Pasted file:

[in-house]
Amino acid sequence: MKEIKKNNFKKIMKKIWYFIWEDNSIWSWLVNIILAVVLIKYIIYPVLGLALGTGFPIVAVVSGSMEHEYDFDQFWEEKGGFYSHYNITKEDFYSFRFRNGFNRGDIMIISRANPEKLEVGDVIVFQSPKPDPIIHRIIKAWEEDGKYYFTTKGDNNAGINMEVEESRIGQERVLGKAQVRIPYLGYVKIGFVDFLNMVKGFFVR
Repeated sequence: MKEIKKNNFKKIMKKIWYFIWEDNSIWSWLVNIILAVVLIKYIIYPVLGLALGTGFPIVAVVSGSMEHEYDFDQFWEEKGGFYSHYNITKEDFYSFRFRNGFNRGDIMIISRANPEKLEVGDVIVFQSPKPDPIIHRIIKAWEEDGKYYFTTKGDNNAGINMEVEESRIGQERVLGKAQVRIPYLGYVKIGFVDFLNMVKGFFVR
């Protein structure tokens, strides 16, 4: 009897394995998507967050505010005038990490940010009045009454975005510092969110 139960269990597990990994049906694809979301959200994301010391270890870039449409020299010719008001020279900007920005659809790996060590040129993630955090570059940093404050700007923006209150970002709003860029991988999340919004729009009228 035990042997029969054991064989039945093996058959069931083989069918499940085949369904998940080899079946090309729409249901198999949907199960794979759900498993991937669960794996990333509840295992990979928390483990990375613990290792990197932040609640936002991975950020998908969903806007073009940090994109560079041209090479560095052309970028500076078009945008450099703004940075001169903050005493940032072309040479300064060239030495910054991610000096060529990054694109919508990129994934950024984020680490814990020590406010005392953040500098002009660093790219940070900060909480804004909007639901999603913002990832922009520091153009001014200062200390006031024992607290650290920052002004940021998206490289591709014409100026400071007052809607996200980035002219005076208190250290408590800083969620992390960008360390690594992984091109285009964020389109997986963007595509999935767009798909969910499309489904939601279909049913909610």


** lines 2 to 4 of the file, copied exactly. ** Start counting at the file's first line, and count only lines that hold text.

Amino acid sequence: MKEIKKNNFKKIMKKIWYFIWEDNSIWSWLVNIILAVVLIKYIIYPVLGLALGTGFPIVAVVSGSMEHEYDFDQFWEEKGGFYSHYNITKEDFYSFRFRNGFNRGDIMIISRANPEKLEVGDVIVFQSPKPDPIIHRIIKAWEEDGKYYFTTKGDNNAGINMEVEESRIGQERVLGKAQVRIPYLGYVKIGFVDFLNMVKGFFVR
Repeated sequence: MKEIKKNNFKKIMKKIWYFIWEDNSIWSWLVNIILAVVLIKYIIYPVLGLALGTGFPIVAVVSGSMEHEYDFDQFWEEKGGFYSHYNITKEDFYSFRFRNGFNRGDIMIISRANPEKLEVGDVIVFQSPKPDPIIHRIIKAWEEDGKYYFTTKGDNNAGINMEVEESRIGQERVLGKAQVRIPYLGYVKIGFVDFLNMVKGFFVR
């Protein structure tokens, strides 16, 4: 009897394995998507967050505010005038990490940010009045009454975005510092969110 139960269990597990990994049906694809979301959200994301010391270890870039449409020299010719008001020279900007920005659809790996060590040129993630955090570059940093404050700007923006209150970002709003860029991988999340919004729009009228 035990042997029969054991064989039945093996058959069931083989069918499940085949369904998940080899079946090309729409249901198999949907199960794979759900498993991937669960794996990333509840295992990979928390483990990375613990290792990197932040609640936002991975950020998908969903806007073009940090994109560079041209090479560095052309970028500076078009945008450099703004940075001169903050005493940032072309040479300064060239030495910054991610000096060529990054694109919508990129994934950024984020680490814990020590406010005392953040500098002009660093790219940070900060909480804004909007639901999603913002990832922009520091153009001014200062200390006031024992607290650290920052002004940021998206490289591709014409100026400071007052809607996200980035002219005076208190250290408590800083969620992390960008360390690594992984091109285009964020389109997986963007595509999935767009798909969910499309489904939601279909049913909610």